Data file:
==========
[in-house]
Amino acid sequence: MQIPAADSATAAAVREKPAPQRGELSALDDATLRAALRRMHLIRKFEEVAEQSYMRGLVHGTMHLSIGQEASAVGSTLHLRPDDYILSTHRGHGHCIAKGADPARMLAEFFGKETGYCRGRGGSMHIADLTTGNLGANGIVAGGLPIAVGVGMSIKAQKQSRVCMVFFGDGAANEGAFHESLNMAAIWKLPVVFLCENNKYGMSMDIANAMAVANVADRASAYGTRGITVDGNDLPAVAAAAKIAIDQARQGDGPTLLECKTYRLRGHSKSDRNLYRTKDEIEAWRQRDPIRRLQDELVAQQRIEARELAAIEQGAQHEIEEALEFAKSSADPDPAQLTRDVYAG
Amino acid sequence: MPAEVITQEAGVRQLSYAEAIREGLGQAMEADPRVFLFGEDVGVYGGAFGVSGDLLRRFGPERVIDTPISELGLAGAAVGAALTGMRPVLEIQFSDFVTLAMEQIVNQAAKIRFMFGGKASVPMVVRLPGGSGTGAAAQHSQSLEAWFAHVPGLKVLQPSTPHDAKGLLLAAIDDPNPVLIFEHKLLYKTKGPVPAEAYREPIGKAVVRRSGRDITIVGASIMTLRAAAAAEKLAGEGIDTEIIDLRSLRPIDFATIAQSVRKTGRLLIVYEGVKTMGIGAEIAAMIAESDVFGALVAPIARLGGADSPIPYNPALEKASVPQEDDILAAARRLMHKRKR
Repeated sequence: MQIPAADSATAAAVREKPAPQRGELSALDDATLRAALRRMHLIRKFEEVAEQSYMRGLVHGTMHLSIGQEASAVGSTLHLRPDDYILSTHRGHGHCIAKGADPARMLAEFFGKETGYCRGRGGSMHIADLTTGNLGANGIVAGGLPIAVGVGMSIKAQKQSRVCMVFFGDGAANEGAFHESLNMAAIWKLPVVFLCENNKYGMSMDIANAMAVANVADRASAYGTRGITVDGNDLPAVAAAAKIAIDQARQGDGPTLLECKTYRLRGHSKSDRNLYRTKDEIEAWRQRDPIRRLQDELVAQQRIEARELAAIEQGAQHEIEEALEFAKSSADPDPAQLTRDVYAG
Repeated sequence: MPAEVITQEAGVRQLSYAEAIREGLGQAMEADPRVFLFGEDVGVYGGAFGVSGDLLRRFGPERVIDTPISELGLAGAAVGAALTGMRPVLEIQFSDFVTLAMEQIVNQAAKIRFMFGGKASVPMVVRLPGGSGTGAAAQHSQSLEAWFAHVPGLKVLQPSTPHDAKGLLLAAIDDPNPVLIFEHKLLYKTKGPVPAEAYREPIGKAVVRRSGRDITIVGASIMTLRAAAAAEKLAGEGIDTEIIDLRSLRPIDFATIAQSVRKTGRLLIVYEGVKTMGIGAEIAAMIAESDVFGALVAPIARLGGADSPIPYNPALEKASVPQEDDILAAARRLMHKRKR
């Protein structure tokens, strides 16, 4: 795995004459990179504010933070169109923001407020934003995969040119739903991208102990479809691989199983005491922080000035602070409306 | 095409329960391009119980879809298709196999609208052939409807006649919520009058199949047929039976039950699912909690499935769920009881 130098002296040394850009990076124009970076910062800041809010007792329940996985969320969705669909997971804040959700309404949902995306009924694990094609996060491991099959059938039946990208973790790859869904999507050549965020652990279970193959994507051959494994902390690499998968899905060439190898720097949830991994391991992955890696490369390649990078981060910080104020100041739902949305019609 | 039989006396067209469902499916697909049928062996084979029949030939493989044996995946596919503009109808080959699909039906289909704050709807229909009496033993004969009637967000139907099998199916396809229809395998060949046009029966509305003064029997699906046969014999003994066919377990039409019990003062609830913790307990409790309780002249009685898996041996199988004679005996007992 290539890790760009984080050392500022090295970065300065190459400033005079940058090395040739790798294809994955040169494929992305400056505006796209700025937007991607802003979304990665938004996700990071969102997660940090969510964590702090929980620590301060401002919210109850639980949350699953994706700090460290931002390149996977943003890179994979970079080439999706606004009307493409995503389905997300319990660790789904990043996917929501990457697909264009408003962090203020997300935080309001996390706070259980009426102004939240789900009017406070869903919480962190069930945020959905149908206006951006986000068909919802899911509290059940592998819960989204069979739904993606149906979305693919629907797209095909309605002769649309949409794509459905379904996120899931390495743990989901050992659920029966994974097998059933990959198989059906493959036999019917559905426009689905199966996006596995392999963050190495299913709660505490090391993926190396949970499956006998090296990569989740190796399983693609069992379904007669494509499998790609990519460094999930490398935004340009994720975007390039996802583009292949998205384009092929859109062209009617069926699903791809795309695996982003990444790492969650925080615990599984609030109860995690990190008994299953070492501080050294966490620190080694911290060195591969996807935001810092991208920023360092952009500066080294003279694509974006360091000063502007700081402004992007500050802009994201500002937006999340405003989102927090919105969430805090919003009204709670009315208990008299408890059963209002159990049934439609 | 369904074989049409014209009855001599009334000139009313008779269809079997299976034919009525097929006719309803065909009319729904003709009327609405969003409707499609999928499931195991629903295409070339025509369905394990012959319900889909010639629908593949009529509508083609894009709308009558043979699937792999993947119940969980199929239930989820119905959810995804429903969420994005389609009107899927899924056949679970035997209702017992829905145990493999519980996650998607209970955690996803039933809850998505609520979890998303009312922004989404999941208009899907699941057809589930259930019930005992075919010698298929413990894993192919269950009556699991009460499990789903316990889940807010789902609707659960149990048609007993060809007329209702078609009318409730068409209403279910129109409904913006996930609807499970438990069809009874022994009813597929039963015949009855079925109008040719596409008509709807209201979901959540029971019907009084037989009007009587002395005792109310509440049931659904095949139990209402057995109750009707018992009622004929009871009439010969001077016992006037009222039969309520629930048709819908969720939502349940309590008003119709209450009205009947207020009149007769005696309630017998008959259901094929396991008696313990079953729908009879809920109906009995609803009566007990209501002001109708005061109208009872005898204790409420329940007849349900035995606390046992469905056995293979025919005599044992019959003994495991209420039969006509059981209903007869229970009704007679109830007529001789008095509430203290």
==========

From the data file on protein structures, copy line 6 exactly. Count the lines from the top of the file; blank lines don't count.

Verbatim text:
């Protein structure tokens, strides 16, 4: 795995004459990179504010933070169109923001407020934003995969040119739903991208102990479809691989199983005491922080000035602070409306 | 095409329960391009119980879809298709196999609208052939409807006649919520009058199949047929039976039950699912909690499935769920009881 130098002296040394850009990076124009970076910062800041809010007792329940996985969320969705669909997971804040959700309404949902995306009924694990094609996060491991099959059938039946990208973790790859869904999507050549965020652990279970193959994507051959494994902390690499998968899905060439190898720097949830991994391991992955890696490369390649990078981060910080104020100041739902949305019609 | 039989006396067209469902499916697909049928062996084979029949030939493989044996995946596919503009109808080959699909039906289909704050709807229909009496033993004969009637967000139907099998199916396809229809395998060949046009029966509305003064029997699906046969014999003994066919377990039409019990003062609830913790307990409790309780002249009685898996041996199988004679005996007992 290539890790760009984080050392500022090295970065300065190459400033005079940058090395040739790798294809994955040169494929992305400056505006796209700025937007991607802003979304990665938004996700990071969102997660940090969510964590702090929980620590301060401002919210109850639980949350699953994706700090460290931002390149996977943003890179994979970079080439999706606004009307493409995503389905997300319990660790789904990043996917929501990457697909264009408003962090203020997300935080309001996390706070259980009426102004939240789900009017406070869903919480962190069930945020959905149908206006951006986000068909919802899911509290059940592998819960989204069979739904993606149906979305693919629907797209095909309605002769649309949409794509459905379904996120899931390495743990989901050992659920029966994974097998059933990959198989059906493959036999019917559905426009689905199966996006596995392999963050190495299913709660505490090391993926190396949970499956006998090296990569989740190796399983693609069992379904007669494509499998790609990519460094999930490398935004340009994720975007390039996802583009292949998205384009092929859109062209009617069926699903791809795309695996982003990444790492969650925080615990599984609030109860995690990190008994299953070492501080050294966490620190080694911290060195591969996807935001810092991208920023360092952009500066080294003279694509974006360091000063502007700081402004992007500050802009994201500002937006999340405003989102927090919105969430805090919003009204709670009315208990008299408890059963209002159990049934439609 | 369904074989049409014209009855001599009334000139009313008779269809079997299976034919009525097929006719309803065909009319729904003709009327609405969003409707499609999928499931195991629903295409070339025509369905394990012959319900889909010639629908593949009529509508083609894009709308009558043979699937792999993947119940969980199929239930989820119905959810995804429903969420994005389609009107899927899924056949679970035997209702017992829905145990493999519980996650998607209970955690996803039933809850998505609520979890998303009312922004989404999941208009899907699941057809589930259930019930005992075919010698298929413990894993192919269950009556699991009460499990789903316990889940807010789902609707659960149990048609007993060809007329209702078609009318409730068409209403279910129109409904913006996930609807499970438990069809009874022994009813597929039963015949009855079925109008040719596409008509709807209201979901959540029971019907009084037989009007009587002395005792109310509440049931659904095949139990209402057995109750009707018992009622004929009871009439010969001077016992006037009222039969309520629930048709819908969720939502349940309590008003119709209450009205009947207020009149007769005696309630017998008959259901094929396991008696313990079953729908009879809920109906009995609803009566007990209501002001109708005061109208009872005898204790409420329940007849349900035995606390046992469905056995293979025919005599044992019959003994495991209420039969006509059981209903007869229970009704007679109830007529001789008095509430203290």